Earlier in the day parliament failed for the fifth time to choose a new president. National Asembly Speaker Nabi Berri said that the body will convene again next Friday to try and elect the 12th president in the country's history.


Thursday, November 15, 2007

35m Americans go hungry in 2006

Thu, 15 Nov 2007 06:18:58

Around 35 million Americans were hungry in 2006.
The number of Americans who went hungry in 2006 was held in check at 35 million, the US Agriculture Department says in its report.

A total of 12.65 million households were "food insecure," or 10.9 percent of US homes, up from 12.59 million a year ago, the US Agriculture Department said Wednesday.

The USDA defines food insecurity - its metric for measuring hunger - as having difficulty acquiring enough food for the household throughout the year.

"It looks very stable from this year to last year," said Mark Nord, who co-authored the annual report for USDA's Economic Research Service.

Overall, 35.52 million people, including 12.63 million children, went hungry compared with 35.13 million in 2005. The survey was conducted in December 2006 and represented 294 million people, an increase of 2.5 million from 2005.

Food advocacy groups said the figures showed the United States was not doing enough to combat hunger, and feared conditions could worsen.


Thursday, November 8, 2007

U.S. Aid to Musharraf is Largely Untraceable Cash Transfers

After Pervez Musharraf declared martial law this weekend, Condoleezza Rice vowed to review U.S. assistance to Pakistan, one of the largest foreign recipients of American aid. Musharraf, of course, has been a crucial American ally since the start of the Afghanistan war in 2001, and the U.S. has rewarded him ever since with over $10 billion in civilian and (mostly) military largesse. But, perhaps unsure whether Musharraf's days might in fact be numbered, Rice contended that the explosion of money to Islamabad over the past seven years was "not to Musharraf, but to a Pakistan you could argue was making significant strides on a number of fronts."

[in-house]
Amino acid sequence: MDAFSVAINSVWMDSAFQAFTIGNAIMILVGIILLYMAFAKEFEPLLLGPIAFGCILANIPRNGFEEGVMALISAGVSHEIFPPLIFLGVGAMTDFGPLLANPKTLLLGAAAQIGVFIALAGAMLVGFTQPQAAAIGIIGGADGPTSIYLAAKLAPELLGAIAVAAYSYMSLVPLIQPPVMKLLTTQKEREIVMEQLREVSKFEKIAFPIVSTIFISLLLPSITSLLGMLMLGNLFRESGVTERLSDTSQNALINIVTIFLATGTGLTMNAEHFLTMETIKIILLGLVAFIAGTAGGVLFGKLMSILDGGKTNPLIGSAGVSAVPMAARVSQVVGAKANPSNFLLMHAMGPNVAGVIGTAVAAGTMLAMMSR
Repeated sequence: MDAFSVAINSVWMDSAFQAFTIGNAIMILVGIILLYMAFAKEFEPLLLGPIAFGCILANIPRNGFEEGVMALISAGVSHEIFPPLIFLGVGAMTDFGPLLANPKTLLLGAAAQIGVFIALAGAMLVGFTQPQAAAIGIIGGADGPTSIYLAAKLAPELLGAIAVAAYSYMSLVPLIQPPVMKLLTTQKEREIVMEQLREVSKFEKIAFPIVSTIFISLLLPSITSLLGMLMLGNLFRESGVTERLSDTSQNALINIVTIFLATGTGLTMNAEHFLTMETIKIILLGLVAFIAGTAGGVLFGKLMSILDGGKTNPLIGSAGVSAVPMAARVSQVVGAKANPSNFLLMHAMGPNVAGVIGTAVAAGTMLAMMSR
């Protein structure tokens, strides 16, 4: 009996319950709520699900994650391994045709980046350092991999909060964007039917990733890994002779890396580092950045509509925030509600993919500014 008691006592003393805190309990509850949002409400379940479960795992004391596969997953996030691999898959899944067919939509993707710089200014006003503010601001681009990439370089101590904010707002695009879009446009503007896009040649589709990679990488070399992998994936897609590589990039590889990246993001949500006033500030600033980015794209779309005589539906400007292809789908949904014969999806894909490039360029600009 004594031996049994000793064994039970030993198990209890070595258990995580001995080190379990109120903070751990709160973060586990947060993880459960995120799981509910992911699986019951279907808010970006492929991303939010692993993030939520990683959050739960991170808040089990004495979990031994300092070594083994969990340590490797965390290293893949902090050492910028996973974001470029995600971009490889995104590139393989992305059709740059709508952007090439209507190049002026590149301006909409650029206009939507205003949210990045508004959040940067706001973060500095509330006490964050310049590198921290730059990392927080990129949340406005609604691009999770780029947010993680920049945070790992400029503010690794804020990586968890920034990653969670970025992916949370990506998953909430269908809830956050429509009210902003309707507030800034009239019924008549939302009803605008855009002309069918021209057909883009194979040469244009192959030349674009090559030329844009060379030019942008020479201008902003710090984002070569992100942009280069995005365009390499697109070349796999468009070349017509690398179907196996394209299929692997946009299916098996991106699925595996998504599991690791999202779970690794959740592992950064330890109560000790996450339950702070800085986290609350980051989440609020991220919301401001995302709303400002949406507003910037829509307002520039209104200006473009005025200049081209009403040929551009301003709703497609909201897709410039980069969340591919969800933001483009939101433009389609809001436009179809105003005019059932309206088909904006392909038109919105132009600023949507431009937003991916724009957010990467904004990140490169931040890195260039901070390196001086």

In fact, however, a considerable amount of the money the U.S. gives to Pakistan is administered not through U.S. agencies or joint U.S.-Pakistani programs. Instead, the U.S. gives Musharraf's government about $200 million annually and his military $100 million monthly in the form of direct cash transfers. Once that money leaves the U.S. Treasury, Musharraf can do with it whatever he wants. He needs only promise in a secret annual meeting that he'll use it to invest in the Pakistani people. And whatever happens as the result of Rice's review, few Pakistan watchers expect the cash transfers to end.

About $10.58 billion has gone to Pakistan since 9/11. That puts Pakistan in an elite category of U.S. foreign-aid recipients: only Israel, Egypt and Jordan get more or comparable U.S. funding. (That's only in the unclassified budget: the covert-operations budget surely includes millions more, according to knowledgeable observers.) While Israel and Egypt get more money, Pakistan and Jordan are the only countries that get U.S. cash from four major funding streams: development assistance, security assistance, "budget support" and Coalition Support Funds. Pakistan, however, gets most of its U.S. assistance from Coalition Support Funds and from budget support. And it's those two funding streams that have minimal accountability at best.